When returning your clothing and belongings to your furniture pieces consider using storage aides, such as sock, underwear, and jewelry organizers as well as small storage bins. These items help to maximize your storage space and contain chaos. Best of all, they can make your move with you—as can any storage products that are not attached to walls or cabinets.
These spaces are havens for the “just in case” items of the bedding and towel departments. If you have lived in your current home for many years, you’ve probably changed out mattresses and even beds over the years. But you may have held onto sheets that don’t even fit your current bedding. When adding new, fresh sheets and towels to your collections you may not have removed the old ones that may be worn, torn, or in colors that no longer gladden your heart.
Since this is a closet, buyers are likely to open it to see how spacious it is.
- Use the sorting and culling processes you’ve used in your other spaces to make your linen closets neat and well organized.
- Be sure to fold all items and place them with items of like type and size.
- Use shelf risers and bins to maximize your storage space.
Remaining Bedrooms and Bathrooms
Use the same processes for sorting and culling that you used in Part I of this post and in the master.
If you have a home office, or an office niche, you have a space that can easily be overloaded with lots of unnecessary paper, outdated office equipment, and old documents that are no longer needed.
The guiding principal for decluttering your office space is to view documents and out-dated equipment as deferred decisions that you are now ready to make. Remember that your office is for things that help you to do your work and only those items.
Picture the office space available in your new residence when paring down the contents of your current space, including furnishings. You may have to part with some old companion pieces when moving day arrives, especially if you are downsizing.
Use the clearing and culling processes that you’ve used in other rooms to go through the contents of your desk drawers, credenza, shelves and file cabinets.
- Shred old financial, medical, or other sensitive documents that you no longer need.
- Consider digitizing paper documents that you need to keep. Many scanning apps that turn documents into pdfs are available for download to smartphones and tablets.
- Dispose of old electronics safely. For items that you can’t donate or trade in, follow EPA guidelines.
- Use storage bins, shelf risers, and portable in-cabinet drawers where necessary to maximize your storage space.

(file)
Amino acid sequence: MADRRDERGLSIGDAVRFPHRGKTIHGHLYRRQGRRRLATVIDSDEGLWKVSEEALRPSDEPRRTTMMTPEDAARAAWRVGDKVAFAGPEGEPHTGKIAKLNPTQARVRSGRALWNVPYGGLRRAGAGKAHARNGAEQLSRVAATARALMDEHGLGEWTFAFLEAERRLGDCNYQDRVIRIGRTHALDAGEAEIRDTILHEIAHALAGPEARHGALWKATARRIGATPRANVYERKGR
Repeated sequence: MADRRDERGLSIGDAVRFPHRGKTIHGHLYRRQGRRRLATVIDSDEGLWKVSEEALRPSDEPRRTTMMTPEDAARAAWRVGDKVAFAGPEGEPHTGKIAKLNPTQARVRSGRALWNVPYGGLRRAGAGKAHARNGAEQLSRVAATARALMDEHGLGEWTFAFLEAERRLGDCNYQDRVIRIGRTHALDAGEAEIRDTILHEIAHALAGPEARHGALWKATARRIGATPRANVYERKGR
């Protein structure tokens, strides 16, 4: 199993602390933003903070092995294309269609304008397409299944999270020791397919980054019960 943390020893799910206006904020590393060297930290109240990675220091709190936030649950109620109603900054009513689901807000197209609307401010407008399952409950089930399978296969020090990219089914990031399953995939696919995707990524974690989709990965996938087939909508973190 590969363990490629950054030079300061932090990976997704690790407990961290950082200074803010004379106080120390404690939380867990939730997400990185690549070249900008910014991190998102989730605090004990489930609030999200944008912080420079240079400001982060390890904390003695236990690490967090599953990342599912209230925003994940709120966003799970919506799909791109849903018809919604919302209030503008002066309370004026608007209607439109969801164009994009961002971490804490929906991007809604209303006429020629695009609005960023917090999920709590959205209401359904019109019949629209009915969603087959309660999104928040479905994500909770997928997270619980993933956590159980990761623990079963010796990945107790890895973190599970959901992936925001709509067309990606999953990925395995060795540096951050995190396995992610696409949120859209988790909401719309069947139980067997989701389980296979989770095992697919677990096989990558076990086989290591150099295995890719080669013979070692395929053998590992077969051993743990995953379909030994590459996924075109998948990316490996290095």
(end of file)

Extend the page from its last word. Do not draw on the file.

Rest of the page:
- Make sure that books on open shelves are neatly ordered and that files are contained in hanging folders within organizers or in accordion style folders.
Keep your desk, work table, and credenza tops clear.
- Follow the “do it now rule” and deal with your documents and snail mail before you end each work day or session.
- Store your working files and papers in your newly cleared drawers when the work day is done.
Living Rooms and Dens
People do much of their living in these rooms so shelves, table tops, cabinets, and drawers are likely to be full of all kinds of recreational items, and many things that carry sentimental attachment as well.
Home buyers want to see clean, roomy spaces that have more than ample room for their belongings, though.
The guiding principal for decluttering these rooms is to make sure that the items in these rooms are things that you currently use there.
- Old toys and games that teen or adult children have grown out of are better moved along to new hands and minds.
- Avid readers with large collections of books they’ve already read—that are not real collectibles or leather-bound display pieces—should share the wealth of their literary treasures with others who love to read. Donate them.
- Clear your table tops of everything except lamps and decorative pieces.
- Take a good look at decorative pillows and throws. Are they enhancing your furniture? If they are worn, torn, or stained discard them. If they don’t enhance your decor, donate them.
- Depersonalize your room by storing personal photos, awards, family crests, etc. in cabinets or drawers, or box them up and place them in basement storage for the listing period. Buyers relate to spaces they can imagine being their own.
- Use bins, shelf risers and in-cabinet drawers, if necessary, to maximize your storage space.
The dining room often turns into a family dumping spot for the mail, book bags, and things you want to move out of sight to deal with later. These are all decisions that you have put off making.
The guiding principal for decluttering this room is that the dining room is for dining and should contain only items that are used to dine.
Start with your table.
- If it contains anything other than a decorative centerpiece sort all of those items into keep, discard, and donate/sell groups.
- Open and deal with mail, move book bags to a laundry or mud room, or even a coat closet. It’s fine for kids to do their homework at that table so long as they pack it all up and put it away when they are done.
Once your table is clear remove items from your buffet and server.
- How many sets of china or dishware do you have? If the answer is more than one ask yourself how many you really use; and then how many will you need in your new residence? Pare down to that number. Donate or sell the rest.
- Look at your serving pieces and review them in the same manner.
- Go through the same process with your crystal or glassware, and then, with your silver or flatware.
- Are you storing cloth napkins and linens in your buffet or server? Evaluate them critically. Discard those that are stained or torn. Donate or sell those that you haven’t used in recent years.
- If you’re getting a new table or dining set for your new residence be sure to picture those pieces when you sort and cull. Make sure that the table, glass, and flat wares, and linens will fit in them and on the table.
When you’ve finished decluttering your main rooms, they will look spacious and appealing, and your clutter-free living space will increase your productivity and make cleaning easier.
If you don’t want to declutter yourself, there are many reputable people who can do all, or part, of the process for you. If you live in Peachtree Corners, contact me and I can give you a few names to check out.
To finish the decluttering process watch my blog for “DeCluttering to Sell Your Home Fast, Part III” coming soon.